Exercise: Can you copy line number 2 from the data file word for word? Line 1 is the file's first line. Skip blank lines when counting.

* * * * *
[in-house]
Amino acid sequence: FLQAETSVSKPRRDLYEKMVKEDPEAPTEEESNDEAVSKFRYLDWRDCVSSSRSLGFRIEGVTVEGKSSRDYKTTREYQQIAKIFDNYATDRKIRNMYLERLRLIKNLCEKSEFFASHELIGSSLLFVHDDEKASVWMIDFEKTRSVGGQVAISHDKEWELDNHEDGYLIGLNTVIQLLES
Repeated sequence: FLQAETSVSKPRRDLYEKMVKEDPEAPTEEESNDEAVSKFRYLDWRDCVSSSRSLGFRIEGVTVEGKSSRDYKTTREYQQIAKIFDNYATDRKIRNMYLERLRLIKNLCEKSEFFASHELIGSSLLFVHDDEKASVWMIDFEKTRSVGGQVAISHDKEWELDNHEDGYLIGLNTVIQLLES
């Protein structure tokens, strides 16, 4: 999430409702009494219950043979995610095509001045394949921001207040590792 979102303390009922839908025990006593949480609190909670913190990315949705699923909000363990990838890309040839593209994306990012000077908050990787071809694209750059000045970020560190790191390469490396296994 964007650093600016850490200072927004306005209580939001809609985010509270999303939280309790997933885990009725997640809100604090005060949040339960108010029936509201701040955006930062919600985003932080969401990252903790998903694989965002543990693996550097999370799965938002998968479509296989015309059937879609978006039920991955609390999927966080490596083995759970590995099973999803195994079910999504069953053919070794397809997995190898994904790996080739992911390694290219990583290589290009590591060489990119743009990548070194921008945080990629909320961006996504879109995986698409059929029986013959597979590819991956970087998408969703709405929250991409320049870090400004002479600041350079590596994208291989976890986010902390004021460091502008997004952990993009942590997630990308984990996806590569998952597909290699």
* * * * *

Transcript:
Amino acid sequence: FLQAETSVSKPRRDLYEKMVKEDPEAPTEEESNDEAVSKFRYLDWRDCVSSSRSLGFRIEGVTVEGKSSRDYKTTREYQQIAKIFDNYATDRKIRNMYLERLRLIKNLCEKSEFFASHELIGSSLLFVHDDEKASVWMIDFEKTRSVGGQVAISHDKEWELDNHEDGYLIGLNTVIQLLES